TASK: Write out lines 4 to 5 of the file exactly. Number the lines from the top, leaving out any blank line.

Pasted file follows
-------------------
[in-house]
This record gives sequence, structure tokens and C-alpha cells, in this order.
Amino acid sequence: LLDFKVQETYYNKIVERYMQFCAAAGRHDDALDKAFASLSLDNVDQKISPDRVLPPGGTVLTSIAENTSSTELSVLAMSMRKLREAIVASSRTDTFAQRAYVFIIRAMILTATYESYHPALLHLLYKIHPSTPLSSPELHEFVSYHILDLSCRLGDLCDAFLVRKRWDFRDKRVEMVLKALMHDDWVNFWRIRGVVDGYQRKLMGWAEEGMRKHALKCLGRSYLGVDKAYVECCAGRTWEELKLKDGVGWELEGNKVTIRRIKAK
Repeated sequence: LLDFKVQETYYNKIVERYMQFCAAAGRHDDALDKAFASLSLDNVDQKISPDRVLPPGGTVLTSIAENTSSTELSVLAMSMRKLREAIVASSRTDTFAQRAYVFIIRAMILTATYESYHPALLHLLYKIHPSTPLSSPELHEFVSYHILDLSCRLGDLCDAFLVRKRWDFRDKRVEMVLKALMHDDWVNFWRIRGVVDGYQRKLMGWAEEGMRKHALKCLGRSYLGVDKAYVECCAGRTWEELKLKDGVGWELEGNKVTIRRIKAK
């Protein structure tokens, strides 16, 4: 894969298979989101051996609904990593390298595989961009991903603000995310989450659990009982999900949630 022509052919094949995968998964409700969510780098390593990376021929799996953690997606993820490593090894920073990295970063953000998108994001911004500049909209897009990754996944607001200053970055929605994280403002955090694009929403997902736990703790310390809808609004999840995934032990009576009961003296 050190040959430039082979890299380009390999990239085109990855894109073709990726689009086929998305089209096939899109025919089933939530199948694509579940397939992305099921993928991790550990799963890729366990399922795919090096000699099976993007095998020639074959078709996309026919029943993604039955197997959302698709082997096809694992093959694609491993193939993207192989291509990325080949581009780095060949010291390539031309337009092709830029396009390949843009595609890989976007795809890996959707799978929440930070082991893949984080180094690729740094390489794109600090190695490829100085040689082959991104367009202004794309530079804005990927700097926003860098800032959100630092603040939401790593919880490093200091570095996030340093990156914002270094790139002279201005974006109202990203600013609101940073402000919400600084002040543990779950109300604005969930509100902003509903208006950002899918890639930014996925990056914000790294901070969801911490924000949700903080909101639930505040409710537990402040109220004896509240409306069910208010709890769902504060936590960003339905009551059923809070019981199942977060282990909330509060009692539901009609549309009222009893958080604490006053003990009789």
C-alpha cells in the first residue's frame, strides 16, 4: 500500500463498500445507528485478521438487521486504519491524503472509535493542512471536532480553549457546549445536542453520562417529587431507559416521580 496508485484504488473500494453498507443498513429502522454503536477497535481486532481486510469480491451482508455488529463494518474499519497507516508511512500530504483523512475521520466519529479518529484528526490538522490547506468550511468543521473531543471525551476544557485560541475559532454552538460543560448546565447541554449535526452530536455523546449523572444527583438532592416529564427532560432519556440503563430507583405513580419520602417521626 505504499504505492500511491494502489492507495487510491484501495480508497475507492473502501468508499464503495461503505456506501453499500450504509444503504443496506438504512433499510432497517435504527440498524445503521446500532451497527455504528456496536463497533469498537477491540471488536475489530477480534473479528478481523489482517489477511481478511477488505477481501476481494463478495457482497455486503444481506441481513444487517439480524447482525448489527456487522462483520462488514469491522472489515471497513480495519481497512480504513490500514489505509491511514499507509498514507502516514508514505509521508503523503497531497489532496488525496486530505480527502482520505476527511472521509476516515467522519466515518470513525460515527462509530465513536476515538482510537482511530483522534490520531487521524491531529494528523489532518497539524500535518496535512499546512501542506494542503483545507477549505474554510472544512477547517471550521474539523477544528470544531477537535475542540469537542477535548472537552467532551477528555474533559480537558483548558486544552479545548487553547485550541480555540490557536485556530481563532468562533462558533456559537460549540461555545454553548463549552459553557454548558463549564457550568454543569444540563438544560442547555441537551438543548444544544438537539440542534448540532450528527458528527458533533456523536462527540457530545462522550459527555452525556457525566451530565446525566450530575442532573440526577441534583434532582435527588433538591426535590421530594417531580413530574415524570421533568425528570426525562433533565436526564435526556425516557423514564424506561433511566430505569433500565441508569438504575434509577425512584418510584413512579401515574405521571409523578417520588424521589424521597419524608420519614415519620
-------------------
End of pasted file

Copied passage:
Repeated sequence: LLDFKVQETYYNKIVERYMQFCAAAGRHDDALDKAFASLSLDNVDQKISPDRVLPPGGTVLTSIAENTSSTELSVLAMSMRKLREAIVASSRTDTFAQRAYVFIIRAMILTATYESYHPALLHLLYKIHPSTPLSSPELHEFVSYHILDLSCRLGDLCDAFLVRKRWDFRDKRVEMVLKALMHDDWVNFWRIRGVVDGYQRKLMGWAEEGMRKHALKCLGRSYLGVDKAYVECCAGRTWEELKLKDGVGWELEGNKVTIRRIKAK
């Protein structure tokens, strides 16, 4: 894969298979989101051996609904990593390298595989961009991903603000995310989450659990009982999900949630 022509052919094949995968998964409700969510780098390593990376021929799996953690997606993820490593090894920073990295970063953000998108994001911004500049909209897009990754996944607001200053970055929605994280403002955090694009929403997902736990703790310390809808609004999840995934032990009576009961003296 050190040959430039082979890299380009390999990239085109990855894109073709990726689009086929998305089209096939899109025919089933939530199948694509579940397939992305099921993928991790550990799963890729366990399922795919090096000699099976993007095998020639074959078709996309026919029943993604039955197997959302698709082997096809694992093959694609491993193939993207192989291509990325080949581009780095060949010291390539031309337009092709830029396009390949843009595609890989976007795809890996959707799978929440930070082991893949984080180094690729740094390489794109600090190695490829100085040689082959991104367009202004794309530079804005990927700097926003860098800032959100630092603040939401790593919880490093200091570095996030340093990156914002270094790139002279201005974006109202990203600013609101940073402000919400600084002040543990779950109300604005969930509100902003509903208006950002899918890639930014996925990056914000790294901070969801911490924000949700903080909101639930505040409710537990402040109220004896509240409306069910208010709890769902504060936590960003339905009551059923809070019981199942977060282990909330509060009692539901009609549309009222009893958080604490006053003990009789």